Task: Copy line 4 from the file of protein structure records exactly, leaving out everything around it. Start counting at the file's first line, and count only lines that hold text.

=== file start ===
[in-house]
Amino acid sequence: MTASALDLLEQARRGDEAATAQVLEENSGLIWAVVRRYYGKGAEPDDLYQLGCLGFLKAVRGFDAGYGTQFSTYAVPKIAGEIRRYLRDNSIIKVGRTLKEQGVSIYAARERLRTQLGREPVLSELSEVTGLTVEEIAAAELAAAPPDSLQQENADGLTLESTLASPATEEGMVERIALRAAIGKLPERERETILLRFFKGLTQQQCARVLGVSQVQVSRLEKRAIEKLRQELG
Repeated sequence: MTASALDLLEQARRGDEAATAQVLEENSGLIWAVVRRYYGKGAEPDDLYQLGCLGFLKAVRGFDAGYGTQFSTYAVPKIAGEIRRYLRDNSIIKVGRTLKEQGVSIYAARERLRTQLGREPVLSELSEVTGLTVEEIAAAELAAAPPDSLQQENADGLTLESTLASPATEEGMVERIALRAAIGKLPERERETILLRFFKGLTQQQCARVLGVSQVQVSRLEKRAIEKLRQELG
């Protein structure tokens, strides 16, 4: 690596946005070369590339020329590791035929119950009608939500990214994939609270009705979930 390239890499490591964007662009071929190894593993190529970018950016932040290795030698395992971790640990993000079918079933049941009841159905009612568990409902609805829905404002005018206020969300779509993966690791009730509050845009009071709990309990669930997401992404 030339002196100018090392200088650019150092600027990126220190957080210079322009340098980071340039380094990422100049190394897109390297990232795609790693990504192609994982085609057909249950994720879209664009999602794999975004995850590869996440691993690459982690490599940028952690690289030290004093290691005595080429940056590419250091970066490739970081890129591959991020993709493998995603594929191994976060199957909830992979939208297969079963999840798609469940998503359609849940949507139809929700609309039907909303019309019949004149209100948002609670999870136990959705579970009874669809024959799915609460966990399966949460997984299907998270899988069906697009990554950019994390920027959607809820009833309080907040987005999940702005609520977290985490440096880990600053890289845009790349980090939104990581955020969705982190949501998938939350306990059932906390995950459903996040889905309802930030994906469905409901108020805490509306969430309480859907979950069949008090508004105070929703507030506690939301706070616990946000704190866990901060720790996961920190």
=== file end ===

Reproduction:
């Protein structure tokens, strides 16, 4: 690596946005070369590339020329590791035929119950009608939500990214994939609270009705979930 390239890499490591964007662009071929190894593993190529970018950016932040290795030698395992971790640990993000079918079933049941009841159905009612568990409902609805829905404002005018206020969300779509993966690791009730509050845009009071709990309990669930997401992404 030339002196100018090392200088650019150092600027990126220190957080210079322009340098980071340039380094990422100049190394897109390297990232795609790693990504192609994982085609057909249950994720879209664009999602794999975004995850590869996440691993690459982690490599940028952690690289030290004093290691005595080429940056590419250091970066490739970081890129591959991020993709493998995603594929191994976060199957909830992979939208297969079963999840798609469940998503359609849940949507139809929700609309039907909303019309019949004149209100948002609670999870136990959705579970009874669809024959799915609460966990399966949460997984299907998270899988069906697009990554950019994390920027959607809820009833309080907040987005999940702005609520977290985490440096880990600053890289845009790349980090939104990581955020969705982190949501998938939350306990059932906390995950459903996040889905309802930030994906469905409901108020805490509306969430309480859907979950069949008090508004105070929703507030506690939301706070616990946000704190866990901060720790996961920190």